• River features associated with chinook salmon spawning habitat in Southwest Alaska

      Jallen, Deena M.; Margraf, F. Joseph; Adkison, Milo (2009-08)
      Chinook salmon (Oncorhynchus tshawytscha) is a highly valued traditional, subsistence, and commercial resource in Southwest Alaska. Stream habitat availability is a major component influencing salmon productivity. The objective of this study is to identify river features associated with spawning habitat, and describe upper and lower boundaries of chinook salmon spawning on the Tuluksak River. River distances, elevation, salmon locations, spawning sites, and habitat observations were collected along 75 river kilometers of the Tuluksak River primarily within the Yukon Delta National Wildlife Refuge. Habitat and salmon observations were grouped into strata along the length of the river for comparison and analysis. Chinook salmon were observed spawning in the upper 45 river kilometers of the study area. Map-based observations of elevation and channel sinuosity correlate better with chinook salmon spawning than in stream habitat measurements along the Tuluksak River. The upper boundary of chinook salmon spawning in the Tuluksak River was outside of our study area. The lower boundary for chinook salmon spawning habitat on similar rivers might be determined by examining elevation, sinuosity, and channel features from remote images or maps prior to conducting field studies.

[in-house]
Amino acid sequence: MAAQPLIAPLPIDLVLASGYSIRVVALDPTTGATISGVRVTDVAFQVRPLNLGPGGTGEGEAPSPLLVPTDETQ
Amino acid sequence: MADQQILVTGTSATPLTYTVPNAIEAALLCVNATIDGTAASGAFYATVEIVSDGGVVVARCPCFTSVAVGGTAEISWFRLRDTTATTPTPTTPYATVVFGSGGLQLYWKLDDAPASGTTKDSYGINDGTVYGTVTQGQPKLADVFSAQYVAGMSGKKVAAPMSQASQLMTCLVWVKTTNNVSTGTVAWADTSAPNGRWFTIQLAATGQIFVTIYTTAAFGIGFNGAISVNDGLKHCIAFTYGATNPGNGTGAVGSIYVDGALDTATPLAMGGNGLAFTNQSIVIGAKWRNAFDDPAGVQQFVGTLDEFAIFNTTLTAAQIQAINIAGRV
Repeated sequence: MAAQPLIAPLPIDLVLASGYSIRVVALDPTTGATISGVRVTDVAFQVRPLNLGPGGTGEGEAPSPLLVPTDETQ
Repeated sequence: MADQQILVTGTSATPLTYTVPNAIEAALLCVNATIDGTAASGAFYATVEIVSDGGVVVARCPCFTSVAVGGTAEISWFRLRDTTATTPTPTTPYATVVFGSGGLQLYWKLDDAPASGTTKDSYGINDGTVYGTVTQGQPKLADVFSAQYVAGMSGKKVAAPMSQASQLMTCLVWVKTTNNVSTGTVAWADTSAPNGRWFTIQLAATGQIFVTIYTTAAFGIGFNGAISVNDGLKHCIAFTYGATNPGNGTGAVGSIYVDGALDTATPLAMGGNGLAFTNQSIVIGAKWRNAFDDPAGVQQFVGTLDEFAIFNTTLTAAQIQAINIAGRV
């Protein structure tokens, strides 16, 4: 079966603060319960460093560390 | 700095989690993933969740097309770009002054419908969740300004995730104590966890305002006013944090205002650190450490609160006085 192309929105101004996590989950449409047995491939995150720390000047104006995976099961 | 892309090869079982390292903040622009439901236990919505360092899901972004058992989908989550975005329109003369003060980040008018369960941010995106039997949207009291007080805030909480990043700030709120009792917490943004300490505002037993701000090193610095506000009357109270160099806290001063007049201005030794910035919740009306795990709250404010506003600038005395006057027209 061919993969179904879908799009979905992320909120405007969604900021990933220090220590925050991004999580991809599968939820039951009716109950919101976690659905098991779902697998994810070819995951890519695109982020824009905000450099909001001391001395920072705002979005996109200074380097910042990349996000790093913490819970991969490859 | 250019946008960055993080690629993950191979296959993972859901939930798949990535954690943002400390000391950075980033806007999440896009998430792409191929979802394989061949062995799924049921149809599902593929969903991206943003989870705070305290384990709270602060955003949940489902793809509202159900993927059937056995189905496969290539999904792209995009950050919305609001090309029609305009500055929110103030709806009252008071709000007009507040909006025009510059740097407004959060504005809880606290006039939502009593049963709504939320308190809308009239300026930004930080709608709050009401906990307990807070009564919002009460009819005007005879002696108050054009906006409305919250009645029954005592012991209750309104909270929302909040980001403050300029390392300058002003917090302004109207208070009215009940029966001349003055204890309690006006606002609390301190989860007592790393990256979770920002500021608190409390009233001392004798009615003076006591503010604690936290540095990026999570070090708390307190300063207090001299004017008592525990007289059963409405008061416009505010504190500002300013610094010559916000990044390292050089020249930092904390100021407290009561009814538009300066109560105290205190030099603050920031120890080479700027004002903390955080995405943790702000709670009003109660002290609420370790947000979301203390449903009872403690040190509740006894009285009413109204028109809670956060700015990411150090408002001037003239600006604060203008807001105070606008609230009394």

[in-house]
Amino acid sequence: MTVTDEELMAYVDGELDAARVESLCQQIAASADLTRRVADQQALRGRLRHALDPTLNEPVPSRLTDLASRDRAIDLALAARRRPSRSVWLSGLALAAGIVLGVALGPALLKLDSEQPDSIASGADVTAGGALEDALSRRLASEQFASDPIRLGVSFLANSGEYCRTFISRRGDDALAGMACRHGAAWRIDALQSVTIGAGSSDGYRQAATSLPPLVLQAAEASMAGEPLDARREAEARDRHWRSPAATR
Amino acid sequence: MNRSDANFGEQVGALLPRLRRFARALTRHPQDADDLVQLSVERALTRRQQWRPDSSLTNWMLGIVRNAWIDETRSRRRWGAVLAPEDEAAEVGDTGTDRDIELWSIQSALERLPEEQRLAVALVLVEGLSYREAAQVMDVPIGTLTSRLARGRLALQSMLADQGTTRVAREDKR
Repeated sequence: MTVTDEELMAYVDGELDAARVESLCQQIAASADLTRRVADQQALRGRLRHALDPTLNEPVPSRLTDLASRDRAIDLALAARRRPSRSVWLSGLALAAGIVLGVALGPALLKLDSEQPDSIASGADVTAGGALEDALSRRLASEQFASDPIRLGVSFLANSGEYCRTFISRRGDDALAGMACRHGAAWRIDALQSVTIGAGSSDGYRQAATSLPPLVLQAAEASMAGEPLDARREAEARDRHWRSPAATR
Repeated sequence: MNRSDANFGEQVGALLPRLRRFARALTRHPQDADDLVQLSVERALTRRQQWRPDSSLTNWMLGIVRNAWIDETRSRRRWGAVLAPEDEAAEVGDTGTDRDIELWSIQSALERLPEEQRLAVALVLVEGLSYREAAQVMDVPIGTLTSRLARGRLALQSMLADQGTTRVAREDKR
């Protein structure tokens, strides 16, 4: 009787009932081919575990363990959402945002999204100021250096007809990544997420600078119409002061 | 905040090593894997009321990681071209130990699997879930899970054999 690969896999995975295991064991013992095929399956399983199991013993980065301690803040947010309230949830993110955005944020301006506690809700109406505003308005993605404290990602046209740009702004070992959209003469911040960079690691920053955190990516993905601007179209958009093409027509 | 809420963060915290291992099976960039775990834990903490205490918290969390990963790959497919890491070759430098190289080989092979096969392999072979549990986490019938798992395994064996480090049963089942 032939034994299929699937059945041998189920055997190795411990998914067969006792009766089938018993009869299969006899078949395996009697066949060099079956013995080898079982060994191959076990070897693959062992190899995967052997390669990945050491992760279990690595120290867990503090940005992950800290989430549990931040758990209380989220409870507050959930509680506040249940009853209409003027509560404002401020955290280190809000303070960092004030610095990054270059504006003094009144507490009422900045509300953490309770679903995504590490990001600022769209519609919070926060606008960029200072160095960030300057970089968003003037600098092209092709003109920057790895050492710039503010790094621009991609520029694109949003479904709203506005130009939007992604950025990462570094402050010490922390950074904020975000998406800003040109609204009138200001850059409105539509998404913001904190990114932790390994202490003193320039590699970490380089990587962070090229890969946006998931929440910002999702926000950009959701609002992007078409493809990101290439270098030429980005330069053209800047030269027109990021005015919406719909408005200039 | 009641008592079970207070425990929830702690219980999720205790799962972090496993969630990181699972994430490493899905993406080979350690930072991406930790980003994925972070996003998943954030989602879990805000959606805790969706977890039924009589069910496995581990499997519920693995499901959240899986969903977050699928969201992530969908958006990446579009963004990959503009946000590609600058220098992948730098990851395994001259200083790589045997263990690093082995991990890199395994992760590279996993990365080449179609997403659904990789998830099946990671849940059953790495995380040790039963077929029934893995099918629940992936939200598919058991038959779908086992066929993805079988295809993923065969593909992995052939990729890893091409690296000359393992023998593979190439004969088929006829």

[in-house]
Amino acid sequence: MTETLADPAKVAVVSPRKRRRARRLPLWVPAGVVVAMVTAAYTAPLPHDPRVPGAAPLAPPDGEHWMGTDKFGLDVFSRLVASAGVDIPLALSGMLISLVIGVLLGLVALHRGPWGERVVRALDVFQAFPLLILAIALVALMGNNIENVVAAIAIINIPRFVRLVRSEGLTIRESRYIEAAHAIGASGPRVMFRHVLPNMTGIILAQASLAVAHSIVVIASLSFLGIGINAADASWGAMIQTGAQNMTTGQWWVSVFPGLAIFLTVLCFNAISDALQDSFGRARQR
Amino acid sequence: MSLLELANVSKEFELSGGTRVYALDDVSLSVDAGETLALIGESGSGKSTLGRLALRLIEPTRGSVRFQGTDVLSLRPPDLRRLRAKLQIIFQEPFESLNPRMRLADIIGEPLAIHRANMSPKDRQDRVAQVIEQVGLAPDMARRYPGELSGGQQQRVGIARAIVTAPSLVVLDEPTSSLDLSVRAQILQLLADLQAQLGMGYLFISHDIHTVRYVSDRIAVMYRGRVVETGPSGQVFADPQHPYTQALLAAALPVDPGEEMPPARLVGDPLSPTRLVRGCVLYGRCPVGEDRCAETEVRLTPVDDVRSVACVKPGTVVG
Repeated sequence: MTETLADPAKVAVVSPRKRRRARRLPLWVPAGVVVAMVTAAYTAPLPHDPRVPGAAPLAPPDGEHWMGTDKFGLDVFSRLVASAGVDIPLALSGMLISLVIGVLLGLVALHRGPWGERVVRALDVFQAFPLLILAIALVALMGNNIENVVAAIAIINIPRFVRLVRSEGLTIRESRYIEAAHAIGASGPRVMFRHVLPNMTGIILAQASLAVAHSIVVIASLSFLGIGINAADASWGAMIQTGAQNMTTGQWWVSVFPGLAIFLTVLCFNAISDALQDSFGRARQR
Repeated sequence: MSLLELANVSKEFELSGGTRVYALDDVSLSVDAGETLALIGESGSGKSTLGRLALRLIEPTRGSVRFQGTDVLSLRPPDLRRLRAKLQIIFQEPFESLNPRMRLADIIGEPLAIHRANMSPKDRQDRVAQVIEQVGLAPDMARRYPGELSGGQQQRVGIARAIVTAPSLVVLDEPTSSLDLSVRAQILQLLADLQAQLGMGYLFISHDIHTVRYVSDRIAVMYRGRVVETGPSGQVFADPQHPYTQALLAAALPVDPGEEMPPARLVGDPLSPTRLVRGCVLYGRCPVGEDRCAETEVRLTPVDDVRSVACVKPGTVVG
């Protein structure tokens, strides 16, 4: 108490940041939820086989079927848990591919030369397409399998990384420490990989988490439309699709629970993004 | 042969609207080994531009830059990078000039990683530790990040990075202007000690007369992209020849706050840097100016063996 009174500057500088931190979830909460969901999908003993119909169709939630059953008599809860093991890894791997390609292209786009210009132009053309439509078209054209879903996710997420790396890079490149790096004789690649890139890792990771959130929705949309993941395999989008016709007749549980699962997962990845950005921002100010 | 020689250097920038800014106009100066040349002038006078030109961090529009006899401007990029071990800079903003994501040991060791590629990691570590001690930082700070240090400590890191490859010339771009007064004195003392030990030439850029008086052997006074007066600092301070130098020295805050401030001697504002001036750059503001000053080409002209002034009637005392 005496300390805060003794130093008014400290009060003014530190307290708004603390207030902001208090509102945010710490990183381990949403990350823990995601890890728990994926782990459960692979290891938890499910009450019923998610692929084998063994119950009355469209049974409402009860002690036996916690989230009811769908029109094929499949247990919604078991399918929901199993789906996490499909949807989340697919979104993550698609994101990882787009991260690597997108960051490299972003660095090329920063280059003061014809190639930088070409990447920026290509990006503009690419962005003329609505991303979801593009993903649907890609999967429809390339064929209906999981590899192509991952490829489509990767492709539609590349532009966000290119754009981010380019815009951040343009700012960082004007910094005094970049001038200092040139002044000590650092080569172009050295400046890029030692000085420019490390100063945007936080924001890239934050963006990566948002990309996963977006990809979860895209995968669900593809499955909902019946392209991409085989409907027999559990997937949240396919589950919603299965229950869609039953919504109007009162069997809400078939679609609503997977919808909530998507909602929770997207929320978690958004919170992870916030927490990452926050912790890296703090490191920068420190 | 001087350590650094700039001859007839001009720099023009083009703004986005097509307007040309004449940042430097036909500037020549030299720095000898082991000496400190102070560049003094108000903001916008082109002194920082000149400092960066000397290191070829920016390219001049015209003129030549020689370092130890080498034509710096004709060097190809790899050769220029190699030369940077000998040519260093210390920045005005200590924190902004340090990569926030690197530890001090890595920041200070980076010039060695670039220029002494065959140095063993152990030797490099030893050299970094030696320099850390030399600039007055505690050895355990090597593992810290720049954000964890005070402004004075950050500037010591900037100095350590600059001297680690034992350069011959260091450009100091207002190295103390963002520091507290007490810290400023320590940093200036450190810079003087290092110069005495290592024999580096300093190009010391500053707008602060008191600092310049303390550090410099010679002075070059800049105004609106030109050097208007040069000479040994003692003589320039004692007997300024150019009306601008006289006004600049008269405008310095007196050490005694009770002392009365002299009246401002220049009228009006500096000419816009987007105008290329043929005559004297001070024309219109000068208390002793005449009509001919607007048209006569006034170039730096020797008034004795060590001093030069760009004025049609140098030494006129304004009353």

• Thermal limitations on chinook salmon spawning habitat in the northern extent of their range

      Decker, Samantha Kristin Strom; Margraf, F. Joseph; Rosenberger, Amanda; Evenson, Matthew (2010-05)
      Pacific salmon (Oncorhynchus) habitat models attempt to balance research efficiency with management effectiveness, however, model transferability between regions remains elusive. To develop efficient habitat models, we must understand the critical elements that limit habitat. At the northern edge of the geographic range for Chinook salmon, O. tschawytscha, water temperature is a probably a limiting habitat factor. This study investigated the spatial and temporal correspondence between water temperature and Chinook salmon spawning on the Chena River, Alaska. Water temperatures were monitored at 21 stations across 220 river kilometers during the 2006 and 2007 spawning seasons and compared to known thermal requirements for egg development. While an absolute upstream thermal boundary to spawning was not discovered, we describe potential temporal limitations in thermal conditions over the spawning season. Our results show that 98.5% of Chinook salmon selected spawning habitat in which their eggs have a 90% probability of accumulating 450 ATUs before freeze up. This suggests not only temperature conditions limit salmon spawning habitat, but also, as expected, water temperatures temporally limit accessible Chinook salmon spawning habitat at the northern edge of their range. This project documents new spawning habitat for the Anadromous Waters Catalog and broadens the geographical range of Chinook salmon thermal habitat research. It also contributes to the understanding of the processes that define salmon habitat, while providing a baseline for further investigations into water temperature in other thermal regimes.